Rating The Bills' Most Important Young Players

ORCHARD PARK NY - DECEMBER 12: David Nelson #86 and Fred Jackson #22 of the Buffalo Bills celebrate Nelson's touchdown catch against the Cleveland Browns at Ralph Wilson Stadium on December 12 2010 in Orchard Park New York. (Photo by Rick Stewart/Getty Images)

Occasionally, I get an email question from a reader that is compelling enough that I have to write about it. That happened earlier this week, when I was queried about my thoughts on the "ten most important Bills that have two years of experience or less."

Typically, I tend to group these players into a lump in my mind, simply because the vast majority of the Bills players that fit this description haven't done much on the field. I made the attempt to separate them out, however; you can find that effort after the jump. You're also encouraged to provide your own lists.

10. Donald Jones, wide receiver. Was surprisingly effective as a slot receiver as an undrafted rookie out of Youngstown State (18 receptions, 213 yards, 1 TD), but I'm listing here because he is one of the team's most promising young special teams players.

9. Danny Batten, outside linebacker. Has the ability to have an Arthur Moats-like impact as an edge rusher and special teamer in 2011 coming off of a season-ending shoulder injury.

8. David Nelson, wide receiver. Had a terrific rookie season (31 receptions, 353 yards, 3 TD) as an undrafted rookie out of Florida. I'm not sure how much upside he has, but his role as a possession receiver out of the slot will be extremely vital to the offense as long as the team continues to overlook the tight end position.

7. Jairus Byrd, free safety. Was disappointing in his second season after a Pro Bowl rookie year. Durability is a concern, as is his range in coverage. I still consider Byrd the Bills' best player at forcing turnovers, and this defense is starved for playmakers. He needs a return to form in 2011.

6. Arthur Moats, outside linebacker. Scouts saw something in this kid, and Moats proved last year that he has a knack for the art of rushing the passer. Has a legitimate chance to become a major contributor for the Bills defensively, and is already there as a specialist. Must improve separating from blockers and making plays in the running game. Will get more comfortable at linebacker the more he plays.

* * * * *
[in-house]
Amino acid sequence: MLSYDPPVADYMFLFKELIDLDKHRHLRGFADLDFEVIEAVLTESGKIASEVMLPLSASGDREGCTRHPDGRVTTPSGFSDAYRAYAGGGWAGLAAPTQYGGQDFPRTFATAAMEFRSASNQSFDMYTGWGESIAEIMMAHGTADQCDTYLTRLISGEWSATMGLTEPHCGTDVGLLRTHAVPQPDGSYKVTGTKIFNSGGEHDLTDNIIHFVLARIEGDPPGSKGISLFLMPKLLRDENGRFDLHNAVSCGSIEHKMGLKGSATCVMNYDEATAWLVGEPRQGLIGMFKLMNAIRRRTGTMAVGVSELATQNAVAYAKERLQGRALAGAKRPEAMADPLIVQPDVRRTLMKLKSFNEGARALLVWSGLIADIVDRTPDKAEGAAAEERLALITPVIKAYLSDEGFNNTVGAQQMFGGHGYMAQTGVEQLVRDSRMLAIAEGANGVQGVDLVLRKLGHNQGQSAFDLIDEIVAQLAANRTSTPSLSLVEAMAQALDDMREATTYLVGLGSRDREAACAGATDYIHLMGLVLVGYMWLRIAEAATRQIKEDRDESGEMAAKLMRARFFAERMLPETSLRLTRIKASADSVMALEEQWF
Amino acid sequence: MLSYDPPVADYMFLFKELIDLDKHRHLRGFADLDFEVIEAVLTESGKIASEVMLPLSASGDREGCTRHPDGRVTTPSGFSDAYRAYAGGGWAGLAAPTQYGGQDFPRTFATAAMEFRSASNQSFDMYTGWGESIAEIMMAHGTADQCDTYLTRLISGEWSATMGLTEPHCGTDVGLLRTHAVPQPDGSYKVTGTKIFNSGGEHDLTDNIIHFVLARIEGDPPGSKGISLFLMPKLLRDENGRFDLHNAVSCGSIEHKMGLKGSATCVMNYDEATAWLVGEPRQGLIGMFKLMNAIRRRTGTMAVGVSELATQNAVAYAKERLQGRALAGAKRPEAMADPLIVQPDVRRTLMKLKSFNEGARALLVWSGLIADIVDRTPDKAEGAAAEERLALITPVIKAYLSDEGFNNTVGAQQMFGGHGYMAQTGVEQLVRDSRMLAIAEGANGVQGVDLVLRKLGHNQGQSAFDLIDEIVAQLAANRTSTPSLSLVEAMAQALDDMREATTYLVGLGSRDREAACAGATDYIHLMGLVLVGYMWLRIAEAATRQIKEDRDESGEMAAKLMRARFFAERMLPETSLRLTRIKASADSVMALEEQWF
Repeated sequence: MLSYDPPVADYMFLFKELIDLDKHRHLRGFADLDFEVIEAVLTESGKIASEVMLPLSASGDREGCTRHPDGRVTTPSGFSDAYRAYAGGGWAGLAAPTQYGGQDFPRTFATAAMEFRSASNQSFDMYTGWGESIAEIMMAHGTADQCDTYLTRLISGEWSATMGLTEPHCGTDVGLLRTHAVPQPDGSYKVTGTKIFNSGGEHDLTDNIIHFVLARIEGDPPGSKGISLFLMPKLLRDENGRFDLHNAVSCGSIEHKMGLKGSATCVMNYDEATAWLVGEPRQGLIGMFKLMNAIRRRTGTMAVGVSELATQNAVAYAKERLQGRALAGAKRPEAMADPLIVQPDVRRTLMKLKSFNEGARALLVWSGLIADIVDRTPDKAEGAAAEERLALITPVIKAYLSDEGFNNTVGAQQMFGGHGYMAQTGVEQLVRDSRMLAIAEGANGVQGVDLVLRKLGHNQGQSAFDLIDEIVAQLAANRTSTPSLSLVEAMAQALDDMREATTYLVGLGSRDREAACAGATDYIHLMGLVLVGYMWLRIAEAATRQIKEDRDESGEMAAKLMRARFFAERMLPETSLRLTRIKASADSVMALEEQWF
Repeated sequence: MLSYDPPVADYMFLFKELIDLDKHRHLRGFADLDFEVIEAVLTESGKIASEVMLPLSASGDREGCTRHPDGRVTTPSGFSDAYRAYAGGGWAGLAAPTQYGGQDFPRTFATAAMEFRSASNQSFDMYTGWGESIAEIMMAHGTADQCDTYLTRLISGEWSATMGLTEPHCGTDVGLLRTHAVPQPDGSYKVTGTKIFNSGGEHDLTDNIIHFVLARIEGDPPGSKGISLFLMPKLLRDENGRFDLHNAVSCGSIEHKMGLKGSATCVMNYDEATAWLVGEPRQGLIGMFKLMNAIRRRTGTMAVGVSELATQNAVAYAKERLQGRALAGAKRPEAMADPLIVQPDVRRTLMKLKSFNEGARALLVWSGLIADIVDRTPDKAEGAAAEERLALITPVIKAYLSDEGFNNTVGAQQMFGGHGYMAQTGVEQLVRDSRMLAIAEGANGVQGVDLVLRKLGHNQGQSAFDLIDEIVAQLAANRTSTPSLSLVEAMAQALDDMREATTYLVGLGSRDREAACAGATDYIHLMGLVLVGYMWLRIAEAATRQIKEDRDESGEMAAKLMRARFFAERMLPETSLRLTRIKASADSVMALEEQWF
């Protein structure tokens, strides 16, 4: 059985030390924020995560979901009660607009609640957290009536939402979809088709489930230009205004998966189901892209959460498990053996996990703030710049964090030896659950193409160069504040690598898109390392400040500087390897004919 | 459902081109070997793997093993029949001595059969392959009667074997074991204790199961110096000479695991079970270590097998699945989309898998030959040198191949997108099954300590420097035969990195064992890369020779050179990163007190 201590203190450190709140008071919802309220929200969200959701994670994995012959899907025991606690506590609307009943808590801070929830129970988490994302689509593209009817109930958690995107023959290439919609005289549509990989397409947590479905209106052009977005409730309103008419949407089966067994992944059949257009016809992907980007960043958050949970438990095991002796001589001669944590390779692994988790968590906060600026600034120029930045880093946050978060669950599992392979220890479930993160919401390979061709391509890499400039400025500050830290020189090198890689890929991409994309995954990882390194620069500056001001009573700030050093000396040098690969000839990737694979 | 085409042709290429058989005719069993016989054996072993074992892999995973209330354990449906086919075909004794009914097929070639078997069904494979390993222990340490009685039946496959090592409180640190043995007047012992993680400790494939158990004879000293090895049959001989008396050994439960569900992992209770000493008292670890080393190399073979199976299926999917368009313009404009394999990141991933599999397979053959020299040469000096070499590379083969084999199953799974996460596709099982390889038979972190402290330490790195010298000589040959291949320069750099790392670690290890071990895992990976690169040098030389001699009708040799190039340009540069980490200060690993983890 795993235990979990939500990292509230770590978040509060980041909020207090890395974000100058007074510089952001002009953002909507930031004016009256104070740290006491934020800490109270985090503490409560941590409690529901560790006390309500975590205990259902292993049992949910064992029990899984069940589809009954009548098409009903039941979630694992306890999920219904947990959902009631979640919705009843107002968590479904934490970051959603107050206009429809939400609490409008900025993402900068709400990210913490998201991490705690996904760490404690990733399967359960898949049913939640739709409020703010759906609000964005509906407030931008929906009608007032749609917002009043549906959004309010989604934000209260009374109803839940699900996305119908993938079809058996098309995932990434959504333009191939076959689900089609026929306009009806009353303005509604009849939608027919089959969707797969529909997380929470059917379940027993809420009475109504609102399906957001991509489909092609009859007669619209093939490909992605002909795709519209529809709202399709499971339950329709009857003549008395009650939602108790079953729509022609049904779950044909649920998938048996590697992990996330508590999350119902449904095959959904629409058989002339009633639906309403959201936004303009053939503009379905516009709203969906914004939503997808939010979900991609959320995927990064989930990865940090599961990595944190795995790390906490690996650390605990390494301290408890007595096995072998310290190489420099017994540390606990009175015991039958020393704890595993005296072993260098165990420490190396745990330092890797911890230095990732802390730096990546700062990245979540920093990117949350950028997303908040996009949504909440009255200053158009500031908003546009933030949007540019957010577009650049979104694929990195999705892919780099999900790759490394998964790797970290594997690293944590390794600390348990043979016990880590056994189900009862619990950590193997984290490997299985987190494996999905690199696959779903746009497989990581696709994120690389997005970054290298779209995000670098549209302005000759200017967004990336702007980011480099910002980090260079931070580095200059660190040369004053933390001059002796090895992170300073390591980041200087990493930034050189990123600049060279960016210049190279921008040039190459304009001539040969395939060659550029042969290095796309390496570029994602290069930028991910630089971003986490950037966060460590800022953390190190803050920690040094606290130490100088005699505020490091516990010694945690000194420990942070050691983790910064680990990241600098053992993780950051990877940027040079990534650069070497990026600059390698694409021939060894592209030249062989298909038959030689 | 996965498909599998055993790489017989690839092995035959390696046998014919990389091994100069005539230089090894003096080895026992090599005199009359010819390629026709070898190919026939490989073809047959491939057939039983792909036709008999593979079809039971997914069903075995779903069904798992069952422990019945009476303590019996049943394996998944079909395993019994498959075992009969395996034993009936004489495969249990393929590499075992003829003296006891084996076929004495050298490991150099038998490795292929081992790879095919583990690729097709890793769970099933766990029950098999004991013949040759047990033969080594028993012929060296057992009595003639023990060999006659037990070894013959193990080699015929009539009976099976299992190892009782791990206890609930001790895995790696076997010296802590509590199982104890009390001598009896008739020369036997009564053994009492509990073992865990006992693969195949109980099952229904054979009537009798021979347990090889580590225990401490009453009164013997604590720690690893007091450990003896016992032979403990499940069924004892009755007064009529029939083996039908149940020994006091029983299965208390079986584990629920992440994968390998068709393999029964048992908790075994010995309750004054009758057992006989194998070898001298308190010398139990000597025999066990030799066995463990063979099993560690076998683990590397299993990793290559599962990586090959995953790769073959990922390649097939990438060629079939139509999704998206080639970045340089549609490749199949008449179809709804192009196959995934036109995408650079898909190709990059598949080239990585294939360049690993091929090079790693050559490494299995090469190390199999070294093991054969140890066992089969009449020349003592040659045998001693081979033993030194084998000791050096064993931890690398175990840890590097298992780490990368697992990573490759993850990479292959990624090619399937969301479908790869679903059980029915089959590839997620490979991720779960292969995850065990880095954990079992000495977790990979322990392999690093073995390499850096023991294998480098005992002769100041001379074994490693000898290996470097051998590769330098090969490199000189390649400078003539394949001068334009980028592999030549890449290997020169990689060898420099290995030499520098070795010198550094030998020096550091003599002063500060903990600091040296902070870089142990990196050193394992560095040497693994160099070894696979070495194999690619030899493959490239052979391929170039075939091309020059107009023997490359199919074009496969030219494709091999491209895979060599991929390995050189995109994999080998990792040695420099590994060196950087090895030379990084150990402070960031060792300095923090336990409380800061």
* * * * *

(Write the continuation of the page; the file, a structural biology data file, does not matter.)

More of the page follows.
5. Alex Carrington, defensive end. Played sparingly as a rookie, spending the majority of the season on the inactive list. (Still has more career sacks than Aaron Maybin.) With the Bills releasing Marcus Stroud after the season, Carrington is in line for a major playing time increase as a five-technique defensive end - and his on-field maturity is critical for the league's worst run defense.

4. Andy Levitre, left guard. He's only been here for two years, but he's made 32 consecutive starts and has been the team's only constant along the offensive line in that time frame. A gritty, hard-nosed player that isn't physically imposing, but occasionally flashes dominance as a blocker. Still rather inconsistent, and will need to eliminate that to emerge as a cornerstone to the line in his third season.

3. Torell Troup, nose tackle. Was unremarkable as a rookie, even as he saw consistent amounts of playing time as the year wore on. Struggled to separate from blocks and make plays in the running game. Working his butt off to get stronger this off-season. If Troup can develop into the zero-technique NT he was drafted to be, it'll give the team's best defender, Kyle Williams, much more freedom schematically.

2. C.J. Spiller, running back. This kid was drafted to be a game-breaker, and he broke exactly one game last year (Week 3 in New England). Really struggled transitioning from the college game, where he was a man among boys, to the NFL, where he was a boy among men. Has all the talent in the world, and Chan Gailey is convinced he's figured out how to utilize Spiller effectively to maximize his potential and increase his production.

1. Eric Wood, center. Another player that has durability concerns, as he's missed time in each of his first two years. Has the blocking disposition, smarts and on-field awareness to be an elite NFL center, and it's a virtual lock at this point that he'll take over that position in 2011. Still susceptible to double moves in pass protection, but has increased the instances in which he's displayed dominance as a run blocker. I've long believed that offensive lines take on the identity of its center, and if Wood can stay healthy and become consistent, that's nothing but a good thing for the Bills.

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